Impact Factor 2.349 | CiteScore 2.20
More on impact ›

Editorial ARTICLE

Front. Pediatr., 11 March 2020 | https://doi.org/10.3389/fped.2020.00085

Editorial: Robotic Assisted Laparoscopic Surgery (RALS) in Pediatric Urology

  • 1Pediatric Urology, Section of Urology, Department of Surgery, The University of Chicago Medicine, Comer Children's Hospital, Pritzker School of Medicine, Chicago, IL, United States
  • 2Department of Pediatric Urology, Nicklaus Children's Hospital, Miami, FL, United States
  • 3Joe Di Maggio Children's Hospital, Hollywood, FL, United States

Since its inception within pediatric urology in early 2000, robotic assistance has become more widely accepted due to its aid in reconstructive aspects. Numerous procedures have been performed, from pyeloplasty to complex augmentation cystoplasty and Catherizable channels with bladder neck procedures. After the initial period of learning curve and feasibility assessments, quality outcomes and comparative studies have since been published, and these include some prospective studies. The ongoing challenges of the cost effectiveness, wider availability, and miniaturization of the instruments is a work in progress, and these will hopefully prove to be a short-term issue.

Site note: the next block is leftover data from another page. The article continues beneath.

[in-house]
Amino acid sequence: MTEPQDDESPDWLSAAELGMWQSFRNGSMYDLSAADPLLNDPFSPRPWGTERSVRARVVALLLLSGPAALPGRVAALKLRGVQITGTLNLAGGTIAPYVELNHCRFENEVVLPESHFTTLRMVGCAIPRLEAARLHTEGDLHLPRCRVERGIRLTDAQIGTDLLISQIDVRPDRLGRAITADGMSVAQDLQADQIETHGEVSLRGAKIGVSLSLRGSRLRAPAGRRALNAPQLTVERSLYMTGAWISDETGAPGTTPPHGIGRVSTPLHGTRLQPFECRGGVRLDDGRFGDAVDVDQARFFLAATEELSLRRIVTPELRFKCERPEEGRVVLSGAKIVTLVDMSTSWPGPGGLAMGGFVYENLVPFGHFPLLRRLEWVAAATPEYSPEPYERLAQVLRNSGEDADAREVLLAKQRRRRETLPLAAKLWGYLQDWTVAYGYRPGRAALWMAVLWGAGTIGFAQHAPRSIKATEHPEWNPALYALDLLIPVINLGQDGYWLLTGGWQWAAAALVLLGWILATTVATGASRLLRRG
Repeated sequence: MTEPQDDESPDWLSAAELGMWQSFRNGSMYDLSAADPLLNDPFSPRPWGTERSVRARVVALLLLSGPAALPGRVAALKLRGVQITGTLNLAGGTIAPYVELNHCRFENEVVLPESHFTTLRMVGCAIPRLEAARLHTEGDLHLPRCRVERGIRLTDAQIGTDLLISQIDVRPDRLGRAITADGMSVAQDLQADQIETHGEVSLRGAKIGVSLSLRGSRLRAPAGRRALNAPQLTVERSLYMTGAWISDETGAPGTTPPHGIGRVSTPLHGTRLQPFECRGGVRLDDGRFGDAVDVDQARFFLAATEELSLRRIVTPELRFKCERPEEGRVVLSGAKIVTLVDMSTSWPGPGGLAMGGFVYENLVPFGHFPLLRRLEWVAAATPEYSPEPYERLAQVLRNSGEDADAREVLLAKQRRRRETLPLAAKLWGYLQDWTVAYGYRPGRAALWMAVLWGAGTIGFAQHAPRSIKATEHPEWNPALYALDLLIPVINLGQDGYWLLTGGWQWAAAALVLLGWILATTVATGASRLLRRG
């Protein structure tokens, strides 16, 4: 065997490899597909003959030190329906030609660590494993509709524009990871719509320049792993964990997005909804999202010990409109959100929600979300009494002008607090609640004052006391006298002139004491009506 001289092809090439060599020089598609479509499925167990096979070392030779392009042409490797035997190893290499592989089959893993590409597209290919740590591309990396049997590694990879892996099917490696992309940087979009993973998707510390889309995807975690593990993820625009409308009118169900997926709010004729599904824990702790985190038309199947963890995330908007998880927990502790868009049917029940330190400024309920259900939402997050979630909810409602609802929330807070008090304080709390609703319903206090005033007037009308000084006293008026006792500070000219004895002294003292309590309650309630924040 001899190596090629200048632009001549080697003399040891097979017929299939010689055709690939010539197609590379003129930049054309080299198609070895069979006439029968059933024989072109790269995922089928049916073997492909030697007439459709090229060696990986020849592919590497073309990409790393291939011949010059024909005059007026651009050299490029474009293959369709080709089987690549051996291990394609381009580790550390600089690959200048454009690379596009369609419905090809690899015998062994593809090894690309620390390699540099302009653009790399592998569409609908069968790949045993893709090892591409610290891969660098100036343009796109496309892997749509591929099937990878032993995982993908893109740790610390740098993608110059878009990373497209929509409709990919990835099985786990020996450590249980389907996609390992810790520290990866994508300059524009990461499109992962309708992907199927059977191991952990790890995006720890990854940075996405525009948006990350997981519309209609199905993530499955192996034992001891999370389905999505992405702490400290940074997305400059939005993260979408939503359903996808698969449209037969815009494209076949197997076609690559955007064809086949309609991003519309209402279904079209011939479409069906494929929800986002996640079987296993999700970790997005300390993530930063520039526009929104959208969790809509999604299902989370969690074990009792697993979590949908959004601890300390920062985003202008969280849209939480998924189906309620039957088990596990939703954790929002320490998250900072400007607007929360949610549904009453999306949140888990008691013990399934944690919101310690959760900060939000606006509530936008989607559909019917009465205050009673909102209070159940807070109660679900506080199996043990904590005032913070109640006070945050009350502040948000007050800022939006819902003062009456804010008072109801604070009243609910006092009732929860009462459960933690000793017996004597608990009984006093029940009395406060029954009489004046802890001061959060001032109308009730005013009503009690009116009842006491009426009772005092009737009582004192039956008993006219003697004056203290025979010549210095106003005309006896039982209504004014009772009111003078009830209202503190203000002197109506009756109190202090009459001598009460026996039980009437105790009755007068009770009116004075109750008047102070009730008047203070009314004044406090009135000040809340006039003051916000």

This Research Topic is intended to highlight the evolution of robotic surgical technology and its application in Pediatric Urology. In this collection of articles published on this subject, we have a wide selection of studies that will contribute to the further progress of the field. This topic continues to be of growing interest among the pediatric urology community and, in this Editorial, we have reviewed 14 accepted and included papers.

Authors from Chicago, IL, USA (Andolfi et al.), described the implementation, at their institution, of a 5-day mini-fellowship in robotic urologic surgery in children, and this was with a mentor, preceptor, and a proctor. The goal was to assist practicing pediatric urologists in incorporating robotic surgery into their practice. Between 2012 and 2018, a total of 29 national and international pediatric surgeons and urologists underwent robotic surgery training. Authors reported that this intensive program enabled surgeons to successfully incorporate the robotic platform into their practice and to advance the complexity of minimally invasive procedures.